Monday, December 11th | 23 Kislev 5778

Close

Be in the know!

Get our exclusive daily news briefing.

Subscribe
March 25, 2016 10:23 am

Argentina’s Jewish Leaders Ask for Israel’s Help in Face of Accelerated Assimilation

avatar by JNS.org

Email a copy of "Argentina’s Jewish Leaders Ask for Israel’s Help in Face of Accelerated Assimilation" to a friend
Sinagoga de la Congregación Israelita Argentina, a synagogue in Buenos Aires. Credit: GameOfLight via Wikimedia Commons.

Sinagoga de la Congregación Israelita Argentina, a synagogue in Buenos Aires. Credit: GameOfLight via Wikimedia Commons.

JNS.org – Leaders of Argentina’s Jewish community have warned that accelerated assimilation by Jews in the South American nation and worldwide is “placing the Jewish people’s future at risk.” The phenomenon, they said, is akin to “quiet terrorism.”

Buenos Aires is home to one of the largest Jewish communities in the world, numbering nearly 300,000 people. Recent data, however, suggests that more 50 percent of young Jews in the country lose touch with their heritage. Community officials said the issue transcends the “classic assimilation” of mixed marriages, and that it seems young Jews increasingly choose to shun their religion and even distance themselves from the State of Israel.

In a letter sent to Prime Minister Benjamin Netanyahu this week, Argentine Sephardic Rabbi Isaac Saka wrote, “This painful situation will lead to future generations, millions of Jews, who will be oblivious to their Jewish identity, and have no affiliation with the State of Israel. Millions of others might know they are Jewish, but they will lack any understanding of their heritage.”

Saka urged Netanyahu to form a special forum comprising the heads of Jewish communities and organizations worldwide to prevent accelerated assimilation, and suggested an international summit “to discuss this urgent, important, and dramatic issue’s implications on the Jewish people’s future.”

(Exclusive from Israel Hayom.)

Share this Story: Share On Facebook Share On Twitter Email This Article

Let your voice be heard!

Join the Algemeiner
  • Julian Clovelley

    Or is it more a case of people coming to their senses and recognising that Jewishness is religious rather than genetic – that everyone from Europe and surrounding territory is traceable to Middle Eastern ancestors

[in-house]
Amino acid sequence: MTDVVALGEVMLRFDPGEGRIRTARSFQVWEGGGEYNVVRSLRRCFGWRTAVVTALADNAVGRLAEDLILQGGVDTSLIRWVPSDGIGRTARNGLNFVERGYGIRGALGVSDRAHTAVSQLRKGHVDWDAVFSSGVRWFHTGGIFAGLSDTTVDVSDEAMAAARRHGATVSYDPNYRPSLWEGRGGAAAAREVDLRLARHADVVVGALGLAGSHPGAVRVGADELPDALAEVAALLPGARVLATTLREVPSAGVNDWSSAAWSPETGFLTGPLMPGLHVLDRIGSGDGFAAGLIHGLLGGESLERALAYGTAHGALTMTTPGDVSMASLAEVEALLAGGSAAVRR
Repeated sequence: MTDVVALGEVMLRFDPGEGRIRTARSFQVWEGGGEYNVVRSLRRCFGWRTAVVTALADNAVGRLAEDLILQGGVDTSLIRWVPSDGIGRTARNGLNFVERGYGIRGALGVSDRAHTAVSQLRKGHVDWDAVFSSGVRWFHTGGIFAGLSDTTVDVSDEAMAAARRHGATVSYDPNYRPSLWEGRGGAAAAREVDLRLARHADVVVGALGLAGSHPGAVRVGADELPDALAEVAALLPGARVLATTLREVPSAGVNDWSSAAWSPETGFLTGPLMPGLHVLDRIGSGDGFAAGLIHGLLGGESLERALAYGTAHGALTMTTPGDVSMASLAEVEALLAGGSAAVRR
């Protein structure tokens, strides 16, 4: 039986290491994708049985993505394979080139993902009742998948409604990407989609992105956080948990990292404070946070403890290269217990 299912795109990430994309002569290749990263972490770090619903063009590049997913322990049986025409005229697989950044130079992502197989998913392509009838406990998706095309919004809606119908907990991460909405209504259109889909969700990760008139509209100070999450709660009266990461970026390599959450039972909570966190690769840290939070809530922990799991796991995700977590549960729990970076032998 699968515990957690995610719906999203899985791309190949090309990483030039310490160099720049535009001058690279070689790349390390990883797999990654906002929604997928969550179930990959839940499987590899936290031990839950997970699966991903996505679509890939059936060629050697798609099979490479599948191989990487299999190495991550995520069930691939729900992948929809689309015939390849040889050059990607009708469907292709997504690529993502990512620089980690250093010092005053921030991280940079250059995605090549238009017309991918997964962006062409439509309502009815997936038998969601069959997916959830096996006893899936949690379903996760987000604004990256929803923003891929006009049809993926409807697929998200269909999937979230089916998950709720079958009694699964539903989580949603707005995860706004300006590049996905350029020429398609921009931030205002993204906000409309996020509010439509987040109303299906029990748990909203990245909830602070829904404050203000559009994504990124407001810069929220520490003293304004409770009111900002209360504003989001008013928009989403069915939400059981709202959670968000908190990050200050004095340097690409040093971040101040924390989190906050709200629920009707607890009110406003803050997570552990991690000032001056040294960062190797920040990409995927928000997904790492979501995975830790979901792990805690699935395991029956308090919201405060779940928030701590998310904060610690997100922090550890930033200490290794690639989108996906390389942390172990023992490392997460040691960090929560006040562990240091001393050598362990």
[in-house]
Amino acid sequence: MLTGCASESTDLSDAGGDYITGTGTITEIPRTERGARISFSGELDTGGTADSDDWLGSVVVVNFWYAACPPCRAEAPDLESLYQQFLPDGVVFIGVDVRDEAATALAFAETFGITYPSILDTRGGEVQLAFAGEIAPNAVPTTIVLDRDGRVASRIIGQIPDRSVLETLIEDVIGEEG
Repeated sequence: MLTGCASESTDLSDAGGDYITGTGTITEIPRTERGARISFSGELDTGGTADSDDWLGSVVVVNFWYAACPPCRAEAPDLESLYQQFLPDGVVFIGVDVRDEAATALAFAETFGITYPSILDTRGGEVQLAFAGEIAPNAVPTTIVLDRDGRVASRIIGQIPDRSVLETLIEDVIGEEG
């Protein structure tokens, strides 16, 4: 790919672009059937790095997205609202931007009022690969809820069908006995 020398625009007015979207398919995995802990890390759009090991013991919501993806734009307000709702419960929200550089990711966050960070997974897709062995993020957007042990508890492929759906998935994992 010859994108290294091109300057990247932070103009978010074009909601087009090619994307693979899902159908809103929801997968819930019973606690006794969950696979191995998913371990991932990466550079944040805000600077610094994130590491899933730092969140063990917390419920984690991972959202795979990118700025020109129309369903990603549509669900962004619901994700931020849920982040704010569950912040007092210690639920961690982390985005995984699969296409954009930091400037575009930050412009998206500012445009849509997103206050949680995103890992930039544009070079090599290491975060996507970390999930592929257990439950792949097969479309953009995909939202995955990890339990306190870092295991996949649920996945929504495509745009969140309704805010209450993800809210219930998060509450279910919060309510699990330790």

Every Christian is likely to carry Jewish ancestry simply because the first Christians were Jewish and the religion largely spread through intermarriage

    So you think you’re different? – I don’t and it would seem that in Argentina a fantasy of origins is slipping away. My own spouse has nineteenth century Jewish forebears. Let it be – let people grow together. The sooner we are all the colour of a nice suntan the better

    My son with his distant Jewish background has a Chinese girlfriend. Assimilation is the best hope for the world. Religious opposition to it is racist nonsense

  • Dani

    Excellent initiative. Congratulations to Rabbi Saca for being a leader with vission. He has worked for years helping young Jews to to get together in a Jewish environment. However, leaders requesting support need also to set the example. Here I suggest two options: weddings free of charge or very affordable for young Jewish couples at the Aron Angel Synagogue on Camargo St. And twition-free access of poor Jewish kids to the Bereshit Day School on gurruchaga st.

  • “it seems young Jews increasingly choose to shun their religion” — sounds like Israel.

    Identity is meaningless. Heritage is ancient history. What they need is to be shown the real Judaism, not only an active faith but also a way of life affecting every aspect of one’s being. Where are the Jewish leaders, the role models?

Algemeiner.com